I found the children of the Finca to be equally impressive – proud and pleasant. Having been a social worker and inner-city school teacher in the United States for four years, I came to Honduras with a set idea of the type of youth I would encounter and of how I would be received. I was laughably mistaken. Never have I been greeted by children so graciously and cordially, with such curiosity or with such genuine warmth. If that sounds exaggerated or gushy, well, on my second day on the job in Chicago I was pushed against a wall by an angry youth. In contrast, during my first day at the Finca, a young man offered to carry my bags to the volunteer house, a 10-year old boy rode across a soccer field on his bicycle to tell me “Bienvenido a La Finca,” and the members of the girls home invited me over for a game of Skip-Bo and homemade baleadas, the traditional Honduran dish they cooked for me.
The children offered more than graciousness. They seemed instilled with a sense of duty and shared commitment to their particular home that I’d never seen in similar settings. Urging children to clean, cook or study can be one of the most laborious, challenging and frustrating elements of working with children. At the Finca, where the children live in six small homes according to age and gender, household chores were completed almost without direction. Shortly after breakfast, the children of each home swept and mopped the concrete floors; cleaned, dried and stored the dishes; and took out the trash. They did so again after lunch and dinner, typically without the need of a reminder.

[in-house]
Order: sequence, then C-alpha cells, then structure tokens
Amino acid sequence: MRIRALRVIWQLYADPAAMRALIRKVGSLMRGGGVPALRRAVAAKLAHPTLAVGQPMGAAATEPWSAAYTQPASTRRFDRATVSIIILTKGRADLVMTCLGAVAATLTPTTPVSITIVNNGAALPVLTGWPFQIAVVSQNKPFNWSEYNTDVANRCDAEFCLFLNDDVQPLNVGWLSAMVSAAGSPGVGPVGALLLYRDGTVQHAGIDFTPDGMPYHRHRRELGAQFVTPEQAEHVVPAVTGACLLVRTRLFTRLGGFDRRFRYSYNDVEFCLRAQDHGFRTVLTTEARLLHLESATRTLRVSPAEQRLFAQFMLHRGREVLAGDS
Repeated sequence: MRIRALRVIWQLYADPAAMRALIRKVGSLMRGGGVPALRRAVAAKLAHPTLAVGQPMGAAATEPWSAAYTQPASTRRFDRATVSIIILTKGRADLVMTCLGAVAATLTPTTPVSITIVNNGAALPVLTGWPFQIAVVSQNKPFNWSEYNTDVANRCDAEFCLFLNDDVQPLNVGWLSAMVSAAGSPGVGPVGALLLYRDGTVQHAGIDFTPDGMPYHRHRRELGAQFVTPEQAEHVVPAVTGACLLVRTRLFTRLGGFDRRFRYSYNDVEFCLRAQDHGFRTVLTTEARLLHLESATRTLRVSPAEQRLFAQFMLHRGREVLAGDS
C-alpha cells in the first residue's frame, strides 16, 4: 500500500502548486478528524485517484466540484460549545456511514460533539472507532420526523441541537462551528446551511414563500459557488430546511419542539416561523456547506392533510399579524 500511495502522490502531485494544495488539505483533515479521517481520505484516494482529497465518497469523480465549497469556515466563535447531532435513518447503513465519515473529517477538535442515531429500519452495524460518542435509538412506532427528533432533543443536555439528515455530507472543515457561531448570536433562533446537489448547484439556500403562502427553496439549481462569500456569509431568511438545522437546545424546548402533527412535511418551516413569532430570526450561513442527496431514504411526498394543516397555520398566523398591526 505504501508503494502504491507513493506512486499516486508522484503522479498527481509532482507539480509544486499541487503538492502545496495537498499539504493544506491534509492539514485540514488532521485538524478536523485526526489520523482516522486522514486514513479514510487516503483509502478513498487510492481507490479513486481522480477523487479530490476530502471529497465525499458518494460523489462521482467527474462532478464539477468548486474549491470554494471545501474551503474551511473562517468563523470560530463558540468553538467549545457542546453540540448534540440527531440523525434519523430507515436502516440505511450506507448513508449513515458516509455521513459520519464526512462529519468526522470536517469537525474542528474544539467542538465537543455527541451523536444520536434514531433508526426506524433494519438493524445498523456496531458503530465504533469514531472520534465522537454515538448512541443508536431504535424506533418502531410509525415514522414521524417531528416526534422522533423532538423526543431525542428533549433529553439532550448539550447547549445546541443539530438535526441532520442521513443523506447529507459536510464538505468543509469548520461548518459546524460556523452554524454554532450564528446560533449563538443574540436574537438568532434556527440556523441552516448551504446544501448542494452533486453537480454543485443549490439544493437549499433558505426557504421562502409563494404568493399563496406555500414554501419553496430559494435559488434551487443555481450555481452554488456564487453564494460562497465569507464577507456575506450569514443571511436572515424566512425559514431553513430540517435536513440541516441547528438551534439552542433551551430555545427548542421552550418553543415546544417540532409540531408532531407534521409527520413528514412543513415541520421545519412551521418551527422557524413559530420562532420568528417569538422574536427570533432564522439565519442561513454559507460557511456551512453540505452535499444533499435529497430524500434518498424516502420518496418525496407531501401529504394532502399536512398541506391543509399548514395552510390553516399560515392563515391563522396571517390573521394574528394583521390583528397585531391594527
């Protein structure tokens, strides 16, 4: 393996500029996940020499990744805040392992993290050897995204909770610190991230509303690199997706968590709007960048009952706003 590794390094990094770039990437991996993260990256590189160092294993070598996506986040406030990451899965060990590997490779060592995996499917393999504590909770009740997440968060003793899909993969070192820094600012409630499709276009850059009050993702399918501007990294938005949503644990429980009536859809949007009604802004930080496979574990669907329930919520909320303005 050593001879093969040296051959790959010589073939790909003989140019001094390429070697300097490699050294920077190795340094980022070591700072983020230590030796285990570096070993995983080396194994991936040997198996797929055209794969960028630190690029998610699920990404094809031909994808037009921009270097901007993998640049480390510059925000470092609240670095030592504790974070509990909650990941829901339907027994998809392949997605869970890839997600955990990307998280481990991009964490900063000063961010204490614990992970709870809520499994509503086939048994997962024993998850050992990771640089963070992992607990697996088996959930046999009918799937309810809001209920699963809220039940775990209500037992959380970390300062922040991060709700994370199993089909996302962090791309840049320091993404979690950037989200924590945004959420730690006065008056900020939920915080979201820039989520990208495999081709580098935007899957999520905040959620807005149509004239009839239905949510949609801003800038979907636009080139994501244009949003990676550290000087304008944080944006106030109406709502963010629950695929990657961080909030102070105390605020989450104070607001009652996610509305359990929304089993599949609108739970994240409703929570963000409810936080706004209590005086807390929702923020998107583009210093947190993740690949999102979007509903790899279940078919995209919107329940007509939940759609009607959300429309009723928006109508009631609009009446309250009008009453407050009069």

While I can’t say that my four days at the Finca during Easter week are entirely indicative of day-to-day life there, I do feel I saw enough to tip my hat to a place worthy of recognition for its integrity, its purpose and its soul. All of the children of the Finca either lost their parents, were abandoned or come from homes where parents were incapable of providing adequate care for reasons such as physical ailments or drug addiction.
At the Finca, the children start their days with community prayer at the Catholic chapel on the grounds. They then attend school, also on the Finca site, where they are educated by a staff comprised of volunteers and local Honduran teachers. They spend the afternoons studying, receiving vocational training and engaging in social and recreational activities. It is a life most of them never envisioned, and they appear grateful for what the Finca provides.
Ah yes, I almost forgot. The Finca, which is just a few miles east of the town of Trujillo, sits about 25 meters from the shore of a pristine Caribbean beach. I had a key to the private gate that leads to the beach and had the option of sitting and watching the tide all day if so desired. Though tempted, I didn’t find myself spending too much time emulating Corona beer commercials in a lawn chair underneath an umbrella. It seemed that all that intrigued me was inside the gate, in the humble homes and imperfect conditions of a place known simply as the Farm.
For more information on the Farm of the Child visit www.farmofthechild.org. If you’d like to sponsor a child or support the organization, contact Andrea McMerty-Brummer, Executive Director of Farm of the Child-USA: U.S. tel. (727) 475-4459 or via e-mail at firstname.lastname@example.org. In Honduras, call (504) 442-2512.